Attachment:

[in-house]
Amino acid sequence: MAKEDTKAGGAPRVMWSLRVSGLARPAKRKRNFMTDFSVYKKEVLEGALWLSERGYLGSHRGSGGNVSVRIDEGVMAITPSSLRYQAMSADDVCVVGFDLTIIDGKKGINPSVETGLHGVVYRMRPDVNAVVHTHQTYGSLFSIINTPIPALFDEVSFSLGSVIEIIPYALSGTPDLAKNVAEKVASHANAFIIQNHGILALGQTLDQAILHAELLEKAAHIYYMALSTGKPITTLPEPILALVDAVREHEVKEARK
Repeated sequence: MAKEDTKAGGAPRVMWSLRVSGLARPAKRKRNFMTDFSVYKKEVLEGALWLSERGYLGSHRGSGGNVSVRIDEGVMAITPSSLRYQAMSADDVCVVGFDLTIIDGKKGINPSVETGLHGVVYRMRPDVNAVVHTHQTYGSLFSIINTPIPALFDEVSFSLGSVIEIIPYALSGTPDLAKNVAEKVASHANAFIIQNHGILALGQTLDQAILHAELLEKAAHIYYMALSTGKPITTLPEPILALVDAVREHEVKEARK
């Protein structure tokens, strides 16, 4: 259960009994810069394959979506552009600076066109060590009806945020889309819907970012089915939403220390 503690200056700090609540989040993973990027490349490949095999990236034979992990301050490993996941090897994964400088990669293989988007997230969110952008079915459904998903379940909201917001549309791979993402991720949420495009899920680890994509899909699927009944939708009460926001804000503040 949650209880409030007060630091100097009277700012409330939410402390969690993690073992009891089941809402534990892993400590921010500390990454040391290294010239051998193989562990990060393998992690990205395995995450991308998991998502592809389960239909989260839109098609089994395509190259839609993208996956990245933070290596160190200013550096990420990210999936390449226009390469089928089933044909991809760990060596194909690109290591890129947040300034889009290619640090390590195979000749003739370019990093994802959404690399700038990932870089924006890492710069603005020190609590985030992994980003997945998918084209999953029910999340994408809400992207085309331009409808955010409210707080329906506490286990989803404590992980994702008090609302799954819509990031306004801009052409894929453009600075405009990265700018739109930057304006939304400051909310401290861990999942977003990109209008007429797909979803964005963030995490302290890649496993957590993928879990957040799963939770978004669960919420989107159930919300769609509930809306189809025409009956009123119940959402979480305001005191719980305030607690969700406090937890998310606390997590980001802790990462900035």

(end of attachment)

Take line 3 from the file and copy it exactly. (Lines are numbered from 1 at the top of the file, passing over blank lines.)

Repeated sequence: MAKEDTKAGGAPRVMWSLRVSGLARPAKRKRNFMTDFSVYKKEVLEGALWLSERGYLGSHRGSGGNVSVRIDEGVMAITPSSLRYQAMSADDVCVVGFDLTIIDGKKGINPSVETGLHGVVYRMRPDVNAVVHTHQTYGSLFSIINTPIPALFDEVSFSLGSVIEIIPYALSGTPDLAKNVAEKVASHANAFIIQNHGILALGQTLDQAILHAELLEKAAHIYYMALSTGKPITTLPEPILALVDAVREHEVKEARK